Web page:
iRiver T30 1GB digital music player
Flash player perfection?
Review Despite it's higher model number, the T30 actually sits between iRiver's T10 and T20 players (reviewed here and here). Like the T20, it's intended to be a compact fashion statement, but with space for a AAA battery, it's designed to offer a very long play duration, as per the T10.
Features-wise, the T30 is more akin to the T20. It's got voice and line-in recording, with the latter's microphone-jack socket placed right alongside the earphone socket - make sure you use the right one. Nearby is a bung-covered mini USB port and the obligatory necklace connector. The USB cover is attached to the player so you shouldn't lose it.
The T30 is roughly triangular in cross-section - the corners are well rounded - with the display the key feature of its face, next to the voice microphone. Above and below it, on two of said corners, are the controls. They're the same Menu, volume up and down, and Play/Stop and track skip controls as the T20 sports, but here they're sensibly rounded off and raised above the casing, making them far easier to use, particularly if you're reaching in to your jacket pocket to do so.
The rear corner slides off to reveal the AAA battery bay, alongside of which as the Hold slider, again textured to make it easy to use by touch. A single AAA alkaline battery won't give you as much play time as the T10's AA cell, but it's still enough for 20 hours' playback, says iRiver - six hours more than the T20's rechargeable power source can provide.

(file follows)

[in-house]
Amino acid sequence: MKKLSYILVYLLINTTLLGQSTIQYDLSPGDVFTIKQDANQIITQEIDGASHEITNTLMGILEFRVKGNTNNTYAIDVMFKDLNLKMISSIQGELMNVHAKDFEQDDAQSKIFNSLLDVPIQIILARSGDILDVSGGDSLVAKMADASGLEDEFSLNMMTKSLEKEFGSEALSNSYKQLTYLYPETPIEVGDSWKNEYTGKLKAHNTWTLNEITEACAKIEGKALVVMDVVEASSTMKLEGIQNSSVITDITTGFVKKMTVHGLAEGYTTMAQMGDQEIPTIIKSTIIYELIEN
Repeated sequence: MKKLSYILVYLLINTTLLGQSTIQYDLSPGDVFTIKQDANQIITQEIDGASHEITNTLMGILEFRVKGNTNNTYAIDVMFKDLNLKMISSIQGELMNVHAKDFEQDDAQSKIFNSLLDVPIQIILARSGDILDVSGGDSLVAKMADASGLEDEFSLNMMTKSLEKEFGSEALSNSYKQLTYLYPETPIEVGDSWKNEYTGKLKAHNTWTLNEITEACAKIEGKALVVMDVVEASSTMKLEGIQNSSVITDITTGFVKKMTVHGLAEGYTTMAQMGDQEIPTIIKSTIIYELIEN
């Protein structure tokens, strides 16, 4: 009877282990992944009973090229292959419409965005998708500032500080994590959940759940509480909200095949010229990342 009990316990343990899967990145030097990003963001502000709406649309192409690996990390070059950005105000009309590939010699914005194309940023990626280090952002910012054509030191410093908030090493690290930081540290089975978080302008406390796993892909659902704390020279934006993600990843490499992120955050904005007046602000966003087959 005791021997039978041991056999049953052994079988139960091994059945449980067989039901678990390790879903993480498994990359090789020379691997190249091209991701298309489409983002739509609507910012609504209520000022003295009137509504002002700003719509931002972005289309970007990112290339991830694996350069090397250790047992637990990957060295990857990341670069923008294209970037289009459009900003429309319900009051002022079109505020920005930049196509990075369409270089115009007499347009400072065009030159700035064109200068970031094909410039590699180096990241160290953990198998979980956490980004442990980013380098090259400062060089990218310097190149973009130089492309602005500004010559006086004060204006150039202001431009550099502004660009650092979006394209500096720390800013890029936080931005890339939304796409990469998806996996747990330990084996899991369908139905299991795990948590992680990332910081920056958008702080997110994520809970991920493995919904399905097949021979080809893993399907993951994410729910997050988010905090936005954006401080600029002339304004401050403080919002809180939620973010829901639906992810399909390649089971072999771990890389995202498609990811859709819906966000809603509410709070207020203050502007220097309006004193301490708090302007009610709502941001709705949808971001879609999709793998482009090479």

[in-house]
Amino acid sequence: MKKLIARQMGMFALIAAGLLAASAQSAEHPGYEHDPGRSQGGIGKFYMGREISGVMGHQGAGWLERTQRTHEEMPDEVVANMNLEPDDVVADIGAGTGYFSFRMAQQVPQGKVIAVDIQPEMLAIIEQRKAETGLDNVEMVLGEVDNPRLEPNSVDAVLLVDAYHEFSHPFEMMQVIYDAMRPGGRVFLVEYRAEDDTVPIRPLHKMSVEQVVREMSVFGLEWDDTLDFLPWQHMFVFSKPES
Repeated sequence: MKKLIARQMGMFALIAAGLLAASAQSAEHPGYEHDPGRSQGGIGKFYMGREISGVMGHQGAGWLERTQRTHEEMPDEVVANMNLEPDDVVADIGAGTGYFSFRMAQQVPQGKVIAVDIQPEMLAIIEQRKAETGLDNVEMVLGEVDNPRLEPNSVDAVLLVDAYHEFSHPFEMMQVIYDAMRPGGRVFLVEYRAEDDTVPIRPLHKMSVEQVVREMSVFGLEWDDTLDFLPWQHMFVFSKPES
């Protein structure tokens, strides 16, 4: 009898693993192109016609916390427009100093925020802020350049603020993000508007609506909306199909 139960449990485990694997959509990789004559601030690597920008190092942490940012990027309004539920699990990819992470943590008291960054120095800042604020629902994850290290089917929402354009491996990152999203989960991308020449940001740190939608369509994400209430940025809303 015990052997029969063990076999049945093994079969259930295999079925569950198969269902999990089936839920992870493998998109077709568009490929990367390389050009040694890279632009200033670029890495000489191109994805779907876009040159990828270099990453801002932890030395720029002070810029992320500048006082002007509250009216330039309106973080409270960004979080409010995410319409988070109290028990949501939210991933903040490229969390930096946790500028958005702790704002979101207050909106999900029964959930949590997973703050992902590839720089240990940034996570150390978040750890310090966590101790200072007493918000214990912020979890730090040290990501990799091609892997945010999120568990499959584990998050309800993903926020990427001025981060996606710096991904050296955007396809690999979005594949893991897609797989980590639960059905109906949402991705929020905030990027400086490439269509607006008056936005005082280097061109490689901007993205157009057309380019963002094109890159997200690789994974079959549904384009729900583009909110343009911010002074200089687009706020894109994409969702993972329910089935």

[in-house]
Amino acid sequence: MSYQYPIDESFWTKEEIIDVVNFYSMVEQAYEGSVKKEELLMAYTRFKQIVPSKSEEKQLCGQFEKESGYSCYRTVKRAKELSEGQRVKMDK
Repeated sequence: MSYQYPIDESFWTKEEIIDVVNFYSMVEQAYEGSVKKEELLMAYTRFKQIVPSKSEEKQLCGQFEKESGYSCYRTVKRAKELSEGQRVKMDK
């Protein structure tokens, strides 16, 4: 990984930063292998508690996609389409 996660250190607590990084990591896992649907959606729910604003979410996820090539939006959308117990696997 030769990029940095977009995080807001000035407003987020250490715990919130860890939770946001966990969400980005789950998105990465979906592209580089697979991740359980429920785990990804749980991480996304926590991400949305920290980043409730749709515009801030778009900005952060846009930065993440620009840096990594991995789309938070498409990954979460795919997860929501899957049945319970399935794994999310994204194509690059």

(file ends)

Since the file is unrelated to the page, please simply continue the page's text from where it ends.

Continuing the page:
Like its two stable-mates, the T30 comes in 512MB and 1GB versions - I tested the latter - though here they're respectively "lawn green" and "rose red" in colour. Both, likewise, offer nine EQ pre-sets, a custom equaliser control and SRS sound enhancement. Again, enabling any of these will eat into the player's battery life thanks to the extra processing power they require. Their benefits are entirely subjective, so I left them off during testing.
The T30 provides the sound quality that its stable-mates do, and on that score I have no complaints. Like the other models, it'll pump out the volume for noisy environments. Just watch those ear-drums, OK? The player can handle MP3, Ogg, and DRM and non-DRM WMA files. Again, it communicates with a host PC using Microsoft's Media Transfer Protocol, so it doesn't appear to Windows XP as a USB mass-storage device. Unsurprisingly, Mac OS X couldn't see it at all.
The T30 isn't as attractive as the T10, but better looking than the T20. That's perhaps the key hurdle iRiver needs to leap: all other things being equal, its players don't look as good as Creative's and certainly not Apple's.
Of the three iRiver Flash-based players I've been looking at over the past week or so, the T30 is my favourite. It's smaller yet more feature-filled than the T10, but not so small as to be a pain to use on my daily bus ride into work, which was certainly the case with the T20. It's also cheaper, since you're not paying for the smart USB connector on the latter model, or the T10's unnecessary colour display. ®
|Pros||Good sound quality; uses standard AAA batteries; easy to use 'blind'|
|Cons||There are better looking players out there.|
|Price||£65 (512MB), £99 (1GB)|
|More info||The iRiver T30 site|